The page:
FT. PIERCE, FL-By a 3-2 vote, the Ft. Pierce City Commission recently rejected an ordinance that would have required new first-floor tenants in the city’s historic downtown to be either restaurateurs or retailers if their space was adjacent to a sidewalk. Tenants looking for first-floor office space would have needed a conditional-use permit and city commission approval.

Ramon Trias, the city’s development director, says he feels sure the commission will eventually pass the ordinance, with some changes. “Requiring retail tenants on the first floor is a growing trend in Florida cities with historic downtowns,” Trias tells GlobeSt.com. He says at least 22 cities in the state, including West Palm Beach and South Miami, have enacted similar ordinances.

The reason for the ordinance, Trias says, is to try to level the playing field for merchants in revitalized historic downtown areas. He says the area to be covered by the ordinance in Ft. Pierce is a four-block area on the waterfront that was built in the 1920s and consists primarily of two-story buildings. The area was mostly vacant until a couple of years ago, when a revitalization project was begun. But the city has found that retailers who move into the area are at a disadvantage to those in shopping centers because first-floor offices break up retail space and make it less inviting to pedestrian shoppers, especially in the evenings and weekends.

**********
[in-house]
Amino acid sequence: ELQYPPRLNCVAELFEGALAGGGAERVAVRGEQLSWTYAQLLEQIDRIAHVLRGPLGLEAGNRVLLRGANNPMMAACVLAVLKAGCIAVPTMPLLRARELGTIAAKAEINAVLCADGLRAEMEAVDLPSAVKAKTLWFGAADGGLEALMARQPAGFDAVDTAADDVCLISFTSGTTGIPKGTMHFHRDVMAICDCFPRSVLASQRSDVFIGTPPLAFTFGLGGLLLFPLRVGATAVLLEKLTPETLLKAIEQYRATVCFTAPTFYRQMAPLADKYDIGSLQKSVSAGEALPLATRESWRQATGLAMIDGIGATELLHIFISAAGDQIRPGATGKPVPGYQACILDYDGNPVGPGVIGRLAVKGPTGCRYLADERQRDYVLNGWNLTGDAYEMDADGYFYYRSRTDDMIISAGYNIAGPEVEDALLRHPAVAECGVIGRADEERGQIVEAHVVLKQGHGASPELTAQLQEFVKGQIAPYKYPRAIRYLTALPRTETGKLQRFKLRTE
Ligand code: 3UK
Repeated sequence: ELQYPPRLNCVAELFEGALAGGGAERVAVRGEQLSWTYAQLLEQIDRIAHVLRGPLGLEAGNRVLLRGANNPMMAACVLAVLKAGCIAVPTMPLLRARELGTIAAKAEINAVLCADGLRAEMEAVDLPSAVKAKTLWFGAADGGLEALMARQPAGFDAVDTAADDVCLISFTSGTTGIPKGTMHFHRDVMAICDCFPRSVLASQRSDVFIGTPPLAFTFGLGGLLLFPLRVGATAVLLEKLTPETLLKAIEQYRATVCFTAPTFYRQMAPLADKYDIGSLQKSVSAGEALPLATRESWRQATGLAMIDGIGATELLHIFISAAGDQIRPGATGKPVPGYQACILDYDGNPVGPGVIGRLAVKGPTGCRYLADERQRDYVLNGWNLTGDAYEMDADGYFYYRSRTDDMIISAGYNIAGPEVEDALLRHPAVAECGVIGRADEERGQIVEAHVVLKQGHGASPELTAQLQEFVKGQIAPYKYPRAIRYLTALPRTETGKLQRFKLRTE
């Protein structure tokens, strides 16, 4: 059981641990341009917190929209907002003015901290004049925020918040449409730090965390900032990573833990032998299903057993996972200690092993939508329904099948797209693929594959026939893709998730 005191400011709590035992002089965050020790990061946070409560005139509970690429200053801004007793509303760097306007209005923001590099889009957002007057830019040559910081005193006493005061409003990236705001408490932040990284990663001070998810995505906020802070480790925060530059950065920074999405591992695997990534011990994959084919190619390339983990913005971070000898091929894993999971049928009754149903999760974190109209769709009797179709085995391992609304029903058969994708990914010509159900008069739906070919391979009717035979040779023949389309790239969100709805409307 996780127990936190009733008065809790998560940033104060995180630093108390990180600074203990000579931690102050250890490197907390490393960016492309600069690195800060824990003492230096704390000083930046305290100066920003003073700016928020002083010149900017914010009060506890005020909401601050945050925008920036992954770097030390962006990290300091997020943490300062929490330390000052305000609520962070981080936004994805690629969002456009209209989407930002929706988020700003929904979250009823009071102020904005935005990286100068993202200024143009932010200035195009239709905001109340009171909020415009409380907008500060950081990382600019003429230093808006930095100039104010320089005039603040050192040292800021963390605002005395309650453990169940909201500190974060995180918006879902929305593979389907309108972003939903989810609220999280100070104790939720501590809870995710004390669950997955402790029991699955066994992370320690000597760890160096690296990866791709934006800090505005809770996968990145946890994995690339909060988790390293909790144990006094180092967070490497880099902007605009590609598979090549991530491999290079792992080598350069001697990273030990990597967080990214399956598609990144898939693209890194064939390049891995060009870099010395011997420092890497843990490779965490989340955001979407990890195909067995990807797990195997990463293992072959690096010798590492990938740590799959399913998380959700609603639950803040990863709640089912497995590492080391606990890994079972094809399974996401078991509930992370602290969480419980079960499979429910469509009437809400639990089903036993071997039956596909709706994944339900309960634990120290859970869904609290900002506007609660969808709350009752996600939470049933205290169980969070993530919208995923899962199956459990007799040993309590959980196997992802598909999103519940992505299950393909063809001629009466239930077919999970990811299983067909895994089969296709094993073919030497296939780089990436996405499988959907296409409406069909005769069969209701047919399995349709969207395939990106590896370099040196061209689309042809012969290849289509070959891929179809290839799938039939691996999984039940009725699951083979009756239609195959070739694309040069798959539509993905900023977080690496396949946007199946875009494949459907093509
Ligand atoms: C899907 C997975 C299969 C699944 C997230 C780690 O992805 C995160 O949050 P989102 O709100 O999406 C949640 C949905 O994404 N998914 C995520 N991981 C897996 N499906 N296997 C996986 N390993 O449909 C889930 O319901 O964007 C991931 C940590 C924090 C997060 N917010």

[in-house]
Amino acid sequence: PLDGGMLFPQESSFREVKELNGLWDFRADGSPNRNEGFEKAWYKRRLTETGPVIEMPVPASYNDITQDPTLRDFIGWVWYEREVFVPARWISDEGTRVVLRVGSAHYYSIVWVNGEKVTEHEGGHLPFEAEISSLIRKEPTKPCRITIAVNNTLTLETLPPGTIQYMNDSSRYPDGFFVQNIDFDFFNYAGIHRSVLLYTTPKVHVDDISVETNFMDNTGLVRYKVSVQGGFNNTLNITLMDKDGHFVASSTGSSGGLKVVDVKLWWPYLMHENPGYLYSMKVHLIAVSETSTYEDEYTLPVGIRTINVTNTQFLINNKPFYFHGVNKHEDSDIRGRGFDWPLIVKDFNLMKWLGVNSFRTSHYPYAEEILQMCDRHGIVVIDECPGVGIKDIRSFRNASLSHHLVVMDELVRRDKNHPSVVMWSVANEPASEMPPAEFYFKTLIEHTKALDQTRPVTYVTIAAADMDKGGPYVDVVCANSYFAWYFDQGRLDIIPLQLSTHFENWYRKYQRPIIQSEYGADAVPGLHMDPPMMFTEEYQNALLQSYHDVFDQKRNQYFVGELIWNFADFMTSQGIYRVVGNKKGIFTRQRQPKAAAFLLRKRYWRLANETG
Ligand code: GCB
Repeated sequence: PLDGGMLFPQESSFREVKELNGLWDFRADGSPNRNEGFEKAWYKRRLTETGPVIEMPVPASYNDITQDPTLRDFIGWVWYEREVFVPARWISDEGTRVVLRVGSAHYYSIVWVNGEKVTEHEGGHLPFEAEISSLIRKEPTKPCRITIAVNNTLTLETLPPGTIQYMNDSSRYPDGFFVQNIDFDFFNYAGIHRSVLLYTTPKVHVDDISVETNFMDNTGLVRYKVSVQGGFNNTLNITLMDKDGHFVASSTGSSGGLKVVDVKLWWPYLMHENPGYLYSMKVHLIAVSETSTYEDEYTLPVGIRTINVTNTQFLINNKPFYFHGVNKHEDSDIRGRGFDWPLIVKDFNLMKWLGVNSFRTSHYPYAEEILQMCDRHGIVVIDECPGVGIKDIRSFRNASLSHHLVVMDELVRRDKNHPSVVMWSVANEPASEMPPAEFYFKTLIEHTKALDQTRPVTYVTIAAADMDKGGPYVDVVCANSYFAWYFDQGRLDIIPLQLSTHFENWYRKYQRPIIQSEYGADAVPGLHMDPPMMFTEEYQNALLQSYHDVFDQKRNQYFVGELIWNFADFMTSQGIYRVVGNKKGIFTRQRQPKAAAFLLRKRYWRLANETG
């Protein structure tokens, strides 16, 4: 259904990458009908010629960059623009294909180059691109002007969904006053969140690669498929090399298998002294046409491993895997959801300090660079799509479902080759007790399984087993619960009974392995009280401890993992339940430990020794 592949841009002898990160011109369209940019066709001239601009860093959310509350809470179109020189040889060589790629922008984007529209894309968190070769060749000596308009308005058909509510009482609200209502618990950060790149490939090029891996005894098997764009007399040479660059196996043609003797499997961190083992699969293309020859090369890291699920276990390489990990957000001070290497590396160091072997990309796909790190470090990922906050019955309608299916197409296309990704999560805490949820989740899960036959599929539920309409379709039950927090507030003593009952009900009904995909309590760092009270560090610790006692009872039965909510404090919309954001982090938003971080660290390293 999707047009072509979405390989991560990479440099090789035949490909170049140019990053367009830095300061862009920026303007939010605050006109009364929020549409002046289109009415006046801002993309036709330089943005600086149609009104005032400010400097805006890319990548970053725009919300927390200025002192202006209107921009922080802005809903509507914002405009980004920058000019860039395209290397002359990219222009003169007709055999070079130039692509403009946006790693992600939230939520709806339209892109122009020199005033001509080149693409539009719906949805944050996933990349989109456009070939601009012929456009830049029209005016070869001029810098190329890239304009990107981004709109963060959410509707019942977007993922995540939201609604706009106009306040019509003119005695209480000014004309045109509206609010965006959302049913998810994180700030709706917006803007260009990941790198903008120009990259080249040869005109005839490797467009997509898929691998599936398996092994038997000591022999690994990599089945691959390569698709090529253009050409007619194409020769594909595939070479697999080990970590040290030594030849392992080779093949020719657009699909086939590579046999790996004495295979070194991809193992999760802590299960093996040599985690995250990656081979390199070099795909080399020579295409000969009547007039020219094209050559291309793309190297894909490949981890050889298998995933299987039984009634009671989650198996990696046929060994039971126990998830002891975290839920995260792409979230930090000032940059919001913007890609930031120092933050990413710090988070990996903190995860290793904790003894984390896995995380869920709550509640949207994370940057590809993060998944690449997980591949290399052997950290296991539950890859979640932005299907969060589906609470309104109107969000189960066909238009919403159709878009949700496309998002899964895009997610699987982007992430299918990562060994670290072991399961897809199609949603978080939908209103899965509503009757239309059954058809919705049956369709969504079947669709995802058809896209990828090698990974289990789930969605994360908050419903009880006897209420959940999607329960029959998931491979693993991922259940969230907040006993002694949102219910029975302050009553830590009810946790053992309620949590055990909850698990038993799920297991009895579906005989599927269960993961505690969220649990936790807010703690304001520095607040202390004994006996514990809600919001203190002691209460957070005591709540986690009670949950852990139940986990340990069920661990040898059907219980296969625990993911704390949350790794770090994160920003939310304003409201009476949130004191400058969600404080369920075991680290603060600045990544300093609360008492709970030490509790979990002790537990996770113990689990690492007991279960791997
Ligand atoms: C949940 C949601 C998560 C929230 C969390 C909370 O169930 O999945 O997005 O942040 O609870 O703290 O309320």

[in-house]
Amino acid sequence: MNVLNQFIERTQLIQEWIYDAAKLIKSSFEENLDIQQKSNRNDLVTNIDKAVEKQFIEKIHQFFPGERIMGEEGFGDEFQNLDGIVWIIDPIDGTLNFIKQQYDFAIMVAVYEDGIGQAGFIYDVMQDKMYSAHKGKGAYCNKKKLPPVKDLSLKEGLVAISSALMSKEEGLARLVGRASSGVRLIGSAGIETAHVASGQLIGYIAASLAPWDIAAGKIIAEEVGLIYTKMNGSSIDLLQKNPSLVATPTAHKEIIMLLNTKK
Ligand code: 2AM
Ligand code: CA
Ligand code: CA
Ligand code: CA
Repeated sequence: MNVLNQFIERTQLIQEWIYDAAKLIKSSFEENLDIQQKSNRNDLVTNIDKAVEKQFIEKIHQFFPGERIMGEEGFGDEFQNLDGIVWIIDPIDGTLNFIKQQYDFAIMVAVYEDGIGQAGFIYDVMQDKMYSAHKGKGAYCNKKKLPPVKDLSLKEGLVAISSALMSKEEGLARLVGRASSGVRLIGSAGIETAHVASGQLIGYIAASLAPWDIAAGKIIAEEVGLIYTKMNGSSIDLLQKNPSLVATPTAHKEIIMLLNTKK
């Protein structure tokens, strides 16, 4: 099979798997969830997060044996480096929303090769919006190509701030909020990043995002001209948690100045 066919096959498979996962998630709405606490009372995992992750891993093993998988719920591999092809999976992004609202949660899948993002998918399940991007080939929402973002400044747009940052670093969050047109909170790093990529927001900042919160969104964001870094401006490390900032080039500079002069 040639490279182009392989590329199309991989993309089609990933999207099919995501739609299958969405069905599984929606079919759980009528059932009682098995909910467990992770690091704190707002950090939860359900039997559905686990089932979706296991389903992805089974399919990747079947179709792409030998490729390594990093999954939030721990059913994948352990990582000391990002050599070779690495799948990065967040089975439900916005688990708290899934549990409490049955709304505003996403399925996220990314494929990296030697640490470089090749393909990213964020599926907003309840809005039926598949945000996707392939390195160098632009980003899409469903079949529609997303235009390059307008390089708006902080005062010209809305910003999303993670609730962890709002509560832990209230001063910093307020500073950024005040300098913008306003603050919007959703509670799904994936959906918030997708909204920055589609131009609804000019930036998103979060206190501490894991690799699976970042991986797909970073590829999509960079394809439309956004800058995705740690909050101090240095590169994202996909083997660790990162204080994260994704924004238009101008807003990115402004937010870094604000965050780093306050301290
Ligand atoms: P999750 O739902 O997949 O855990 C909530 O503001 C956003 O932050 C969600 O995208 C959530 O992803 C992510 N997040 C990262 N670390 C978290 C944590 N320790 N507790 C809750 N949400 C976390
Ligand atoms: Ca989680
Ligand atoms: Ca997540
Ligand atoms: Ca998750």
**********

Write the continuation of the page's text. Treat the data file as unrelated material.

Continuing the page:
“It is important that retail is around other retail,” Trias says, especially in older areas like this with low buildings. He said newer downtown areas with taller buildings and higher density don’t have the same problem.

Trias says nobody in Ft. Pierce is arguing against the general concept, noting that this was the ordinance’s second reading. At the first reading, the vote was 4-1 in favor. But he said officials prefer not to have regulations and would rather achieve the goal through market forces rather than regulations. “However, we haven’t been successful just relying on market forces,” he says.

Trias says the main objections come from the building owners, who want a long-term lease with a stable client. Offices are usually more stable than retail establishments, he says. “We’ll probably have to come up with some kind of incentive package,” says Trias, who plans to revamp the ordinance and offer it to the city commission again at a later date.

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